It’s normally very rare for me to burn any media these days.
However, and without going into details. My four year old niece is quite ill at the moment, and can’t really go outside to play. She has been spending a lot of time looking at videos I shot of her and other things and watches them in her bedroom via an Firestick streaming from their NAS.
At 4 years old she kind of struggles a bit in operating and locating the videos via the Firestick. She is very independent and gets annoyed if she requires help. She also has a DVD player which she can operate very well.
My brother asked if I could burn a selection of the videos on to DVD for her.
I thought no problem I have loads of recordable optical media I can use left over from when burning was popular. I also have Nero Burning ROM platinum (2015).
I went to install Nero, but can’t install it on Windows 11 as it’s not compatible without disabling loads of Win11 security features.
No problem I thought. I’ll download a trial version of the latest version of Nero, and if its suitable I’ll buy it.
First problem. It’s so bloated with software I will never use, and during installation you don’t get an option to only install the stuff you want. It will install everything. It’s also quite expensive at £119.
So after trying it for a few hours I decided that Nero wasn’t for me. So set about uninstalling it. You can uninstall most of it, but not all of it, which IMO is unacceptable. So a Macrium Reflect system restore was called for. Thankfully I had made a differential backup before installing Nero.
Now I could use several tools to transcode, author, and burn a video DVD. But I thought there must be an all-in-one solution similar to what Nero can do.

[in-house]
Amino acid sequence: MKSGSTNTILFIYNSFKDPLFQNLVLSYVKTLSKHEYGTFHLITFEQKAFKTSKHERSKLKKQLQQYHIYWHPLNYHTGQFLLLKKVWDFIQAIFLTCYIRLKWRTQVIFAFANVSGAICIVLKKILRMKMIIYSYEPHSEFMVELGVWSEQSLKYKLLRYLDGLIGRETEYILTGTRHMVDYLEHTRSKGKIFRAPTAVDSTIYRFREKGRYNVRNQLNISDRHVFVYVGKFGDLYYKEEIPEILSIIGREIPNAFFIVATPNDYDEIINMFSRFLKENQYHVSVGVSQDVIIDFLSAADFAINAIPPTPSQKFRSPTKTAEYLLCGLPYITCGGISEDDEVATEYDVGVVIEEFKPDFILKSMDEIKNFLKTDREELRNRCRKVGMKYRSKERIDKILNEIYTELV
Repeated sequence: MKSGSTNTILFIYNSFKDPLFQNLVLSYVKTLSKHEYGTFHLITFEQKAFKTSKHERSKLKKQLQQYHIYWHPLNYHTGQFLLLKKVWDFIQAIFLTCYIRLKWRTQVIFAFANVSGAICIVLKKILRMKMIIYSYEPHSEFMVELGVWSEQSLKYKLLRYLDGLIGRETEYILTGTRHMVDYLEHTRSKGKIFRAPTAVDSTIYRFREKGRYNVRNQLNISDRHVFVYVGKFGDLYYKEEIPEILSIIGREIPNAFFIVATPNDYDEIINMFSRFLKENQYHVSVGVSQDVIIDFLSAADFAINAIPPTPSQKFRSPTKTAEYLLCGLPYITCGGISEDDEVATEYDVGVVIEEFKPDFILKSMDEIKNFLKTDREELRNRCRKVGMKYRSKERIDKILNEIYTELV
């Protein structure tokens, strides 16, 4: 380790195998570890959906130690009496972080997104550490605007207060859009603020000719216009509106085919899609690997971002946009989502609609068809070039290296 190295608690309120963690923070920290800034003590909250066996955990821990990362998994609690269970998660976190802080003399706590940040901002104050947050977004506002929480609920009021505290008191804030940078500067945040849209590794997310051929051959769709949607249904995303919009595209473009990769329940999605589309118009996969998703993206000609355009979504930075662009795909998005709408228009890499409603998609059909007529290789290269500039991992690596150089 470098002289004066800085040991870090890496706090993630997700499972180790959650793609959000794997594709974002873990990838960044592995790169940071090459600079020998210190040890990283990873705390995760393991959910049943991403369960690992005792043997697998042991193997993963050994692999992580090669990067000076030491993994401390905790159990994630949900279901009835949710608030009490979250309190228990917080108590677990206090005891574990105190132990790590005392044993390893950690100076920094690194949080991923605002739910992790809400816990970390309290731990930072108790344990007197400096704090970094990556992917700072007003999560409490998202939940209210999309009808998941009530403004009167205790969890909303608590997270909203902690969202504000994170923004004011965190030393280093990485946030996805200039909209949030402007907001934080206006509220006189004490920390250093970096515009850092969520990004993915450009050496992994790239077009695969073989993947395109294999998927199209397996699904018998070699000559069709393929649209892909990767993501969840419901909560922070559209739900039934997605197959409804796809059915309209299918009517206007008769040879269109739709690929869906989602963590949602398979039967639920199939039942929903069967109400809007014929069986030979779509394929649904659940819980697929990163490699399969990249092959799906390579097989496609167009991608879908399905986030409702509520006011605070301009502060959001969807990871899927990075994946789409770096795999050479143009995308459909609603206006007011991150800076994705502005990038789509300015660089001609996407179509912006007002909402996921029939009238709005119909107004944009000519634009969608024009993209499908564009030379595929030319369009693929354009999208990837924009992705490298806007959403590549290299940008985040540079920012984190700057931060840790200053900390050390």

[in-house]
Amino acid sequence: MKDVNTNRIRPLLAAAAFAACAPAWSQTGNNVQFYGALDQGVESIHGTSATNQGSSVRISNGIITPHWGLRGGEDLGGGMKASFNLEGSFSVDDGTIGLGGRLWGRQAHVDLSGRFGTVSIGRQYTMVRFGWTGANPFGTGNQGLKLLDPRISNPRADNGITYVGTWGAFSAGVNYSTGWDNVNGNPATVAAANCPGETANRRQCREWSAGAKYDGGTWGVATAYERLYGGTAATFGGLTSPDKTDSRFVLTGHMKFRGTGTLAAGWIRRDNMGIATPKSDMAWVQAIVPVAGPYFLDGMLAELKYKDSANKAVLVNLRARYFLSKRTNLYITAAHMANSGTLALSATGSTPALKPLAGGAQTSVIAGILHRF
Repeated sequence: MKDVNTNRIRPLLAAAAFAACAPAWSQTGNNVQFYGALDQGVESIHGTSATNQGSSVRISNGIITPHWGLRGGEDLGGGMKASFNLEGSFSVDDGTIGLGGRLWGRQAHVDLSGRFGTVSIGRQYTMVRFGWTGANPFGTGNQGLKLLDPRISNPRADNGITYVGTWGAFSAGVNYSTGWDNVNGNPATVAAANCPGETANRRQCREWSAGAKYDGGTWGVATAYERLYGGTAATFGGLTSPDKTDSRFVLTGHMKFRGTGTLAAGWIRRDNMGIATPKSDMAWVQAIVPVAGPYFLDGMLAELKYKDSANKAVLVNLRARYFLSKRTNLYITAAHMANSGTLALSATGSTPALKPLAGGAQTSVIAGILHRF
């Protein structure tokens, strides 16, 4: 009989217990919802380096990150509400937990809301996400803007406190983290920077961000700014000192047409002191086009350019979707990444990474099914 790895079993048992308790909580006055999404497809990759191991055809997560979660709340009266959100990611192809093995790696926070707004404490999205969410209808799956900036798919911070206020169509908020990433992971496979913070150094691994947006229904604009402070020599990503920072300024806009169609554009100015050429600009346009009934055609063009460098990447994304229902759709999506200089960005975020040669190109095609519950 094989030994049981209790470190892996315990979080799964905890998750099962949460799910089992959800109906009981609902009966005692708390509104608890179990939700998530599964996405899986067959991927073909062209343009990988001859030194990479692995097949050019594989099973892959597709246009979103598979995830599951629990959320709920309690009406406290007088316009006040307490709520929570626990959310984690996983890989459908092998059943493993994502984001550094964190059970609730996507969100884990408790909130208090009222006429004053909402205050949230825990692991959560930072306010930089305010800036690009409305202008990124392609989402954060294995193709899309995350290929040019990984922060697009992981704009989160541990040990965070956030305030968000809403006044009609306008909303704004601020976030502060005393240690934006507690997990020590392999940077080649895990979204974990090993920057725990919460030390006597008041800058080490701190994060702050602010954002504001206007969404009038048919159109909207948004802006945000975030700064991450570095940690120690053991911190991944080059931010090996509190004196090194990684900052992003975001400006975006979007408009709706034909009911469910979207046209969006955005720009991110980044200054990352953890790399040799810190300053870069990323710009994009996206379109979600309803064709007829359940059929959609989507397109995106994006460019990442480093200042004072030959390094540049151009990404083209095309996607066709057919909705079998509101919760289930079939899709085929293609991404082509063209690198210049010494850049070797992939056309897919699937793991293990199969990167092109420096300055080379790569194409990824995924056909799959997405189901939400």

After a bit of research. Many people were saying how good Ashampoo Burning Studio was.
I haven’t used Ashampoo for many years. But thought it was worth a go.
They have 2 versions. Burning Studio 2022 which is free, and Burning Studio 23 which you have to purchase.
Both are very much the same except Burning Studio 23 has DVD & BD video authoring which is lacking in the 2022 free version.
However I thought trying Burning Studio 2022 would give me a good idea of what the application was like feature wise, and what it was like to use.
The download size was only 78MB compared to Nero’s 900MB+.
To use Ashampoo Burning Studio you have to supply an email address where they can send you the free licence. I do so and promptly received my free licence.
It’s very impressive, easy to use, and very reliable. But I thought I would think it over for 24 hours, and use it a bit more before deciding if I would buy Burning Studio 23 or not which does have DVD and BD video authoring. Price was good at £44.99. But let me think about it.
The following morning there was an email from Ashampoo with the following offer. Needless to say at that price it was worth the risk, so I purchased it
Today I have successfully authored and burned 4 DVD’s with little effort. Performance is excellent, but dependant on how powerful your CPU is, and if you have NVidia H.265–HEVC hardware acceleration on your GPU. Which I Do.
Most certainly worth checking out.